Similarly, people with paranoid schizophrenia may benefit from psychological treatment.
First, motivational therapy is often a very useful tool for the psychotherapists who get patients who are taken nothing of schizophrenia is adequate to drug treatment and antipsychotics adhere to reduce the positive symptoms.
On the other hand, cognitive-behavioral treatments to address the intensity of delusions and hallucinations, and social skills training to increase the level of patient performance are highly beneficial treatments.
Finally, psychoeducational family interventions are very useful in helping both the patient and the family understand and properly manage the illness.
Symptoms of schizophrenia
To simplify the understanding of the symptoms of schizophrenia, they can be divided into three main groups: positive, negative and disorganized.
1. Positive symptoms
The positive symptoms of schizophrenia are probably the best known and those that receive the most attention both socially and professionally.
In this way, most of the treatments of schizophrenia have the objective of reducing or attenuating these types of manifestations, which are largely due to the great eccentricity that characterizes them.
Among the positive symptoms we find formal thought disorders, that is, delusions or paranoid ideas.
The delusions that a person with schizophrenia may experience can be of many different types; moreover, they may acquire greater organization and therefore play a more important role in the person's thinking, or they may be more mild and fragmented.
Among the typical delusions are those of persecution, in which the patient believes to be persecuted by others, the self-referential, in which the patient believes that others are talking about him or celotIpico based on a delusional belief that the pair He is unfaithful.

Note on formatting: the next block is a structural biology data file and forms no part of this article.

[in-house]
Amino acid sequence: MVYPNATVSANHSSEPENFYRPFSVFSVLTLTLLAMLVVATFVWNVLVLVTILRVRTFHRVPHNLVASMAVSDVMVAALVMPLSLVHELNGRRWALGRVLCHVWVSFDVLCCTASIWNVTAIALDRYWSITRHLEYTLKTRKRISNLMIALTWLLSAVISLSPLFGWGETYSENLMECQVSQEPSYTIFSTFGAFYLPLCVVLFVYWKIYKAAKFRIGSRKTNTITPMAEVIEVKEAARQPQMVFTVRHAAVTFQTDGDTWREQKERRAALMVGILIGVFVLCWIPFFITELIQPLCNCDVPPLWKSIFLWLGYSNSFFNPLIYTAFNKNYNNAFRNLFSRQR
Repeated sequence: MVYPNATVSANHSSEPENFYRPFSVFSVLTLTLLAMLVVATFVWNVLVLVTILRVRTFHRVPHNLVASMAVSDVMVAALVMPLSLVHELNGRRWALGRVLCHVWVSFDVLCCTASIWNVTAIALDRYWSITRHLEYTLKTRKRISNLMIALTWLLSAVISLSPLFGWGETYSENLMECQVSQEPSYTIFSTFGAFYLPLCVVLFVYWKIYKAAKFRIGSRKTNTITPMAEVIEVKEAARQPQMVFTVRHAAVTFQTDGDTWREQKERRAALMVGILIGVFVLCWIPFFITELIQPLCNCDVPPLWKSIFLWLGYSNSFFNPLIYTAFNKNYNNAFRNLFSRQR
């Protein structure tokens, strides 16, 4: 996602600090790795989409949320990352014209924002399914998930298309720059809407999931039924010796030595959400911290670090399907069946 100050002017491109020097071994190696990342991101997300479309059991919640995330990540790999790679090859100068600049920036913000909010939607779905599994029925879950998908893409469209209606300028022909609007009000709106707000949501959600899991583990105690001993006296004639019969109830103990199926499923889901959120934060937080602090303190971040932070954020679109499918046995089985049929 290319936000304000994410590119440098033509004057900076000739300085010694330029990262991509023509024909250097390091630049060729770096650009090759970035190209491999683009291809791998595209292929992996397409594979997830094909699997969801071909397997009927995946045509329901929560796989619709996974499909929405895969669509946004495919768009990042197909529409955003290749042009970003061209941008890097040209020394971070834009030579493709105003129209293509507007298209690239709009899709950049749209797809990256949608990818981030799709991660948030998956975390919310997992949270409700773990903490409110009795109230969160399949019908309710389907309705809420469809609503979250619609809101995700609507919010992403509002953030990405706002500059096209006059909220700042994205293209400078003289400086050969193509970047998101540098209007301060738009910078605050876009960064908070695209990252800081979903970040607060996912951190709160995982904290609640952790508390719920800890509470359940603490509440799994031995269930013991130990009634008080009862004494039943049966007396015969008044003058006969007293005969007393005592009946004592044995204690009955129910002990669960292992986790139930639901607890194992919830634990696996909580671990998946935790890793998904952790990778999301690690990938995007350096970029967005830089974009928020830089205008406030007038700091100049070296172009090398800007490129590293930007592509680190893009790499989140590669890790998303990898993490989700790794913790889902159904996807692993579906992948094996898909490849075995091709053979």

Another type of delusions that can be found are the erotomaniacs, the megalomaniacs, the mystical delusions, the guilt, the nihilists, or the hypochondriacs.
Finally, the delusions considered most serious are those of orientation of thought, characterized by the patient's belief that other people control, read, steal or disseminate their own thinking.
Hallucinations, which can be either visual, auditory or sensory, are another important positive symptom.
Finally, as positive symptoms, we find formal disorders of thought such as derailment, in which the person loses the thread of conversation while speaking, or taquipsIquia, which is characterized by an excessively accelerated thinking.
2. Negative symptoms
Negative symptoms are the other side of the coin, i.e., all those symptoms that a person with schizophrenia may have that relate to a decrease in both cognitive level and mood.
These symptoms tend to be less eccentric than positives, they attract less attention, they may take a form similar to depressive symptoms, and they usually receive less attention in treatment.
In fact, most medications used to reduce positive symptoms (such as delusions and hallucinations) can increase negative symptoms.
Likewise, few people are aware that a person with schizophrenia can suffer from these types of symptoms, which cause the greatest discomfort and deterioration at the same time.
Among the negative symptoms, we find speech disorders, which usually become worse, slower, and have less content.
Likewise, there is a deterioration of thinking, which also slows down, blocks and impoverishes.
Finally, at the emotional level, symptoms such as apathy or anhedonia, the loss of energy, affective indifference and sluggishness appear.
3. Disorganized symptoms
Finally, disorganized symptoms refer to a large number of manifestations that affect both the behavior and speech of people suffering from schizophrenia.
In this way appear speech disorders such as stuttering, echolalia (instantaneous repetition of what another says) or completely disorganized discourse in which words are said without any semantic structure.
Also, catatonic symptoms such as mannerisms (automatic, unconscious repetitive finger movements), which can develop bizarre postures (strange and unconscious postures that can even lead to injury) or catatonic stupor.
Other symptoms that may occur are abnormal movements, mimicking in an automatic and unconscious way the movements of other people, extreme negativism, muteness or extravagant behavior.